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A metallic chemical element having atomic number 26, and symbol Fe. Iron-containing enzymes and proteins, often containing heme prosthetic groups, participate in many biological oxidations and in transport.
The iron-containing substance in red blood cells that transports oxygen from the lungs to the rest of the body. It consists of a protein (globulin) and haem (a porphyrin ring with an atom of iron at its center).
Human erythrocytes or red blood cells (RBCs) are the primary cellular component of blood. They are involved in oxygen transport through the body and have distinct cellular features that differ from every other type of cell in the human body. Adult humans have roughly 2–3 × 10^13 (20-30 trillion) RBCs at any given
time, comprising approximately one quarter of the total human body cell
number (women: ~4 to 5 million RBCs/uL of blood; men: ~5 to 6 million
RBCs/uL of blood).
RBCs are disk shaped in that they appear to be "caved in" (concave) or almost flattened in their mid section. This bi-concave shape allows RBCs to bend and flow smoothly through the narrowest blood vessels in the body. Gas exchange with tissues occurs in capillaries, which are tiny blood vessels that are only as wide as one cell. Many RBCs are wider than the capillary, but their shape gives them the flexibility needed to squeeze through into the capillaries.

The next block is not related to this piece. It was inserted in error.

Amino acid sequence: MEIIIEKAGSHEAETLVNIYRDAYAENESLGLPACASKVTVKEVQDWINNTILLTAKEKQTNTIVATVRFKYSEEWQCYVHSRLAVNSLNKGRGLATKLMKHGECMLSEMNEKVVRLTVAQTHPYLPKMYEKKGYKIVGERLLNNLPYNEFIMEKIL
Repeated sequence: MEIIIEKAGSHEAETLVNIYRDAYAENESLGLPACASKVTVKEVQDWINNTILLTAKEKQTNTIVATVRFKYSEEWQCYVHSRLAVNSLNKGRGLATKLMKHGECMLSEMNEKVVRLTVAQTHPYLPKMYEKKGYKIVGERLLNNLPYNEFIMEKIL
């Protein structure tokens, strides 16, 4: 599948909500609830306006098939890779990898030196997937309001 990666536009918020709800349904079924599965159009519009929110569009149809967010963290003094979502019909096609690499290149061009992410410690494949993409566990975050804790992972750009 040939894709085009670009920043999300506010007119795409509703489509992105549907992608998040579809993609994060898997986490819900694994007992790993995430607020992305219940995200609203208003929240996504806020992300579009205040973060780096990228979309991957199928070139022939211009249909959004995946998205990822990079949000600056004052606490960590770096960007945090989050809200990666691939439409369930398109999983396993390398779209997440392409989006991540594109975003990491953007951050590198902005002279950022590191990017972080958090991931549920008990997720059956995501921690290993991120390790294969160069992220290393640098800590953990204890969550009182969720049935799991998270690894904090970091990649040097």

A typical human RBC has a disk diameter of 6–8 µm and a thickness of 2 µm, being much smaller than most other human cells. These cells have an average volume of about 90 fL with a surface of about 136 μm2. They can swell up to a sphere shape containing 150 fL, without bursting their cell membrane. When their shape does change, it inhibits their ability to carry oxygen or participate in gas exchange, which occurs in spherocytic (sphere shaped) anemia, or sickle-cell anemia.
Although RBCs are considered cells, they lack a nucleus (and nuclear DNA) and most organelles, including the endoplasmic reticulum and mitochondria. RBCs, therefore, cannot divide or replicate like other labile cells of the body and they also lack the components to express genes and synthesize proteins. While most cells have chemotaxic ways to "swim" through the body, RBCs do not, and are carried through the body by the flow and pressure of blood alone.
The most important component of RBCs is their hemoglobin molecules. Hemoglobin is a specialized protein that contains a binding site for the transport of oxygen and other molecules. The RBCs distinctive red color is also due to the spectral properties of the binding of hemic iron ions in hemoglobin. Each human red blood cell contains approximately 270 million of these hemoglobin biomolecules, each carrying four heme groups (individual proteins) and hemoglobin comprises about a third of the total RBC volume. This protein is responsible for the transport of more than 98% of the oxygen, while the rest of it travels as dissolved molecules through the plasma.